East Village baker struggles as rents rise


By Christian Taske

At 3 p.m. the bakery’s showcases are empty except for half a dozen pastries and a few loaves of bread.  While the bare shelves could be mistaken as the result of a successful business day, they instead tell a story of economic hardship.

Along with only a handful of ethnic mom-and-pops remaining in the East Village, the 9th St. Bakery is struggling to survive beacuse of diminishing clientele and rising rents.

“There are just no customers for our products left.  We used to sell twice as much,” said Oleg Kucherenko, the bakery’s owner.  “In the past, when it was cold it was really busy, and in the summer it was really slow.  Now it’s slow all year round.”

The Ukrainian doesn’t bake the goods he sells and relies on suppliers who recently raised prices.  Every day at 5 a.m., Kucherenko and his wife Tetyana pick up only as many goods as they believe will sell that day, leaving shelves empty and the future of their store uncertain.

The 9th St. Bakery is sharing this uncertainty with the neighborhood’s few immigrant-owned stores.  With expansions of New York University and Cooper Union College, the East Village was transformed from a once popular destination for immigrants and artists to a major nightlife district for college students.

Store owners and community activists say landlords have adjusted to this change by jacking up rents as soon as the entrepreneurs’ leases expire.  Almost 300 bars and restaurants throughout the East Village have displaced many of the ethnic meat and pastry shops on First and Second Aves.

“The landlord can make more money if he rents out to a licensed establishment,” said Anna Sawaryn of the Coalition to Save the East Village. The lifelong East Village resident says in the past six months alone three butcher shops had to close after their leases expired.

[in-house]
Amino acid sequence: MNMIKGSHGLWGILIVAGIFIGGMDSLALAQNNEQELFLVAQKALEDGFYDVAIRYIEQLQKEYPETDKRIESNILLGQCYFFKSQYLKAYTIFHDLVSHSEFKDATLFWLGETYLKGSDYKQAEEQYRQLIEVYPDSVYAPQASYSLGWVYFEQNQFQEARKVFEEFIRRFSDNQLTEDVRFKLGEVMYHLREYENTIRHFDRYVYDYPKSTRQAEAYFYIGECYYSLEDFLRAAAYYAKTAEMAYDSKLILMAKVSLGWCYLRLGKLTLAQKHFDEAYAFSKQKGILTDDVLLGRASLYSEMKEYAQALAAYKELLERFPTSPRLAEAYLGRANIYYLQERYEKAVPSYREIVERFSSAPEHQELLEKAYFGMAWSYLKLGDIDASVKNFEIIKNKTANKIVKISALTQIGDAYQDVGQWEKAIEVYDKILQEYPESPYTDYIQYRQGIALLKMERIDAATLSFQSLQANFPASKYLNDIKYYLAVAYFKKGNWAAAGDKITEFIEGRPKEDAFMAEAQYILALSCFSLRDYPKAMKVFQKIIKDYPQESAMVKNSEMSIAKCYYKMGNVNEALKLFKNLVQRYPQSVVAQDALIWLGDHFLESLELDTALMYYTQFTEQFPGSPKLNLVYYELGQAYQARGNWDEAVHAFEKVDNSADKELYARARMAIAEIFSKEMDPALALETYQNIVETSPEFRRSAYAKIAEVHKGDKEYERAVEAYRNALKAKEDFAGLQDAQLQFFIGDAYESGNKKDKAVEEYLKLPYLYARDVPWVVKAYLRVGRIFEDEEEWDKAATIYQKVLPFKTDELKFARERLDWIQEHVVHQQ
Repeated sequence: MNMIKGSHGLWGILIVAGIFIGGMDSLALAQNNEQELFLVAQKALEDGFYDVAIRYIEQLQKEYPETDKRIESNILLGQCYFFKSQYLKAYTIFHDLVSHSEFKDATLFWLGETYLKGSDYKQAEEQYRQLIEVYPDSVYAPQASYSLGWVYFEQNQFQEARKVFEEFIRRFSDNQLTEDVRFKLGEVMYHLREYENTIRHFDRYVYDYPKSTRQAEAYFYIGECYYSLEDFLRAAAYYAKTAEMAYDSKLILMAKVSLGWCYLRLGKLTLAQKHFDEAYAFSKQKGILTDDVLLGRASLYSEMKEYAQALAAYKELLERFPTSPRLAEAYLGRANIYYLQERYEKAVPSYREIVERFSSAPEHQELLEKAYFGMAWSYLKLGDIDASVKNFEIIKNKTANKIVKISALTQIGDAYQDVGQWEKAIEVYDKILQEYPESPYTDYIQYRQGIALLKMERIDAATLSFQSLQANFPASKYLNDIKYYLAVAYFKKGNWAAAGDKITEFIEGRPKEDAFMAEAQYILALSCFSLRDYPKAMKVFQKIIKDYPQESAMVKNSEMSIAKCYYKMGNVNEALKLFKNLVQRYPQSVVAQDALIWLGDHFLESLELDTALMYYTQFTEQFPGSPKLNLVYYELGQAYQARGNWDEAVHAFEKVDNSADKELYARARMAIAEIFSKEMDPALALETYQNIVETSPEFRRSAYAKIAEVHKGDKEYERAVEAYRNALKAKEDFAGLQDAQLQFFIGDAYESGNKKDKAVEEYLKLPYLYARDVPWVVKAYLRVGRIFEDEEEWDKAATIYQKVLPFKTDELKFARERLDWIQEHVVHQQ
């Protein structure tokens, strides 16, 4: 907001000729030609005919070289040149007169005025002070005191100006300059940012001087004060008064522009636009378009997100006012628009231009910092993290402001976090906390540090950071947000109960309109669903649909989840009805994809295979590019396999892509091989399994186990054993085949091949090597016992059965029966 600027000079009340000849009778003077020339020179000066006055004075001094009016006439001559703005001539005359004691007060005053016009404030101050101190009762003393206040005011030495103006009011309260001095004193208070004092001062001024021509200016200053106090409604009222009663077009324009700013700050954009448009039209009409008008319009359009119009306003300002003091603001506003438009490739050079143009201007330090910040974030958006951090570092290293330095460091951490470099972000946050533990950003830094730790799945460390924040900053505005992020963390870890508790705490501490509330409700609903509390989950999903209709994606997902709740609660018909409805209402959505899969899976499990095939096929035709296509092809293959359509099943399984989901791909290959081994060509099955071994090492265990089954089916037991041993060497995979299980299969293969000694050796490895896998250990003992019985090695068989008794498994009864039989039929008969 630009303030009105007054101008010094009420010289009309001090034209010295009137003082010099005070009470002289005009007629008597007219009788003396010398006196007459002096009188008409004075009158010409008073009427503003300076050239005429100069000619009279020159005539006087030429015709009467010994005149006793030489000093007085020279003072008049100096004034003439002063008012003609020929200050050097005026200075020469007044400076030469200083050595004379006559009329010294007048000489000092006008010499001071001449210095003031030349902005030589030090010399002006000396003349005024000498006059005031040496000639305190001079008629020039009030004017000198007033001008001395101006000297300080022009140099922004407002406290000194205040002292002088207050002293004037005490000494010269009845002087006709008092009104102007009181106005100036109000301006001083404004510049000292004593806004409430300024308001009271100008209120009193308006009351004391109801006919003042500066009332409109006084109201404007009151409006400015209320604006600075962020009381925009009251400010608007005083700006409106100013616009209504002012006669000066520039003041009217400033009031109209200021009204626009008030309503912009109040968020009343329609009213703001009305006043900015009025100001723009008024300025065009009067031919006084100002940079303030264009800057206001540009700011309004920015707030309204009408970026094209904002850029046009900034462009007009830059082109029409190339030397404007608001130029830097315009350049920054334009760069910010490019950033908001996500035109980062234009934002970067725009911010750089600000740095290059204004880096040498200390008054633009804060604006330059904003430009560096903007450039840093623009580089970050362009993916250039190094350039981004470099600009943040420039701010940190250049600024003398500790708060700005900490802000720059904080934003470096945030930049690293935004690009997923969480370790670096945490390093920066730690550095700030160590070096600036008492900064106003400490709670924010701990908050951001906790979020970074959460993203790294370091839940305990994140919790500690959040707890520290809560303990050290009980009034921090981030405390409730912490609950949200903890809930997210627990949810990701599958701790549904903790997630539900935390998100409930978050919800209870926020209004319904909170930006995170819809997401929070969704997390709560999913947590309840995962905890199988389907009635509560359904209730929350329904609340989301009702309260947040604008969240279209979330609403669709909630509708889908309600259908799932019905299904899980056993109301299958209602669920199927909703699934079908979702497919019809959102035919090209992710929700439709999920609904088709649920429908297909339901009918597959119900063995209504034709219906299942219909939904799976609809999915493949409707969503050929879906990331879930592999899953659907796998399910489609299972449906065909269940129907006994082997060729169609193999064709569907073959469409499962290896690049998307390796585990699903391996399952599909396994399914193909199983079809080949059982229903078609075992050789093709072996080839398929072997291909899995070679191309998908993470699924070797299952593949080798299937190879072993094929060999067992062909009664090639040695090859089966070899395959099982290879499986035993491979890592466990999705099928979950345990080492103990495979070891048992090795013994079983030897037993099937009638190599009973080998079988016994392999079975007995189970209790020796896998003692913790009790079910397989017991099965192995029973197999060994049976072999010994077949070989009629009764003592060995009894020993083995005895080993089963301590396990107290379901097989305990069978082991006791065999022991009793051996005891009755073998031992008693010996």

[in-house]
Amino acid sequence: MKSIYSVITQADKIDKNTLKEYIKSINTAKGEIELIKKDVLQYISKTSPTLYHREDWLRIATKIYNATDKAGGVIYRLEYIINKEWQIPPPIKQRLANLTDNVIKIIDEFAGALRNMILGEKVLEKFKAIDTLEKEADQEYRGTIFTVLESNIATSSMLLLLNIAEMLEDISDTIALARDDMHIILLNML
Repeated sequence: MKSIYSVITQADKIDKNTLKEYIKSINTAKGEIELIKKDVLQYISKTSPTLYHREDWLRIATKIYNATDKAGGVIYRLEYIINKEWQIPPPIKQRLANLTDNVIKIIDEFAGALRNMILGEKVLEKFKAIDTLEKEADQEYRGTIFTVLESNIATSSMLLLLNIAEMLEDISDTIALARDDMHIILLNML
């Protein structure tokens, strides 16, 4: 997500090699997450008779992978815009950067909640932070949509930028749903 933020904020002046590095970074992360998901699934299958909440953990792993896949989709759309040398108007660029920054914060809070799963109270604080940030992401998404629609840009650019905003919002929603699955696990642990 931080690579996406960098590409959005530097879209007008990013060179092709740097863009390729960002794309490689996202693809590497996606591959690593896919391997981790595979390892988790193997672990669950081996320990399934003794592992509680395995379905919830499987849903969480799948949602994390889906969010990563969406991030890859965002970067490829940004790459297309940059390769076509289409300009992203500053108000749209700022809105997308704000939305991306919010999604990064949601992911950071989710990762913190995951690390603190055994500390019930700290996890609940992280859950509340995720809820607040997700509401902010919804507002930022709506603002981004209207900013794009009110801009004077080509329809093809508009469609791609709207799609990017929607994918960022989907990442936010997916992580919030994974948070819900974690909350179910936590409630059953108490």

Rob Hollander from Lower East Side Residents for Responsible Development has made similar observations.  He said in some cases, store rents were increased by 600 percent to force store owners out.

“They have long leases,” Hollander said. “But once they expire they all will be replaced with bars and restaurants with full liquor licenses. It’s just a matter of time.”

Kucherenko’s lease will last five more years.  He is not sure what will happen after it expires but hopes his $2,000 rent will not increase too much. “On the avenues it’s the rent. On the streets it’s the disappearing customers,” Kucherenko said about the problems for small businesses.  “Around the corner the rent can be $10,000 a month.” He thinks about turning his bakery into a café to attract an increasing number of young residents.

Hollander said the bakery benefits from its size.  The store is not big enough to house a bar or restaurant.  

Some store owners are reluctant to give their names.

“They are afraid of the landlords,” said Sawaryn.  “They don’t want to piss them off.”

“They [the landlords] put everybody out of business,” said a man working at Polish G.I. Delicatessen on First Ave. He identified himself as the owner.  “They have become greedy. They don’t give a damn about you.”

Selling out is the only option these owners have if lawmakers don’t respond to the problem, Sawaryn said.  “There’s always been talk about commercial rent control, but it has never been acted upon,” she said.

While Sawaryn still regards the neighborhood as an immigrant community, Kucherenko disagrees.  Standing behind his almost completely emptied showcases, he said, “In my opinion, there’s no reason for entrepreneurs to immigrate anymore.”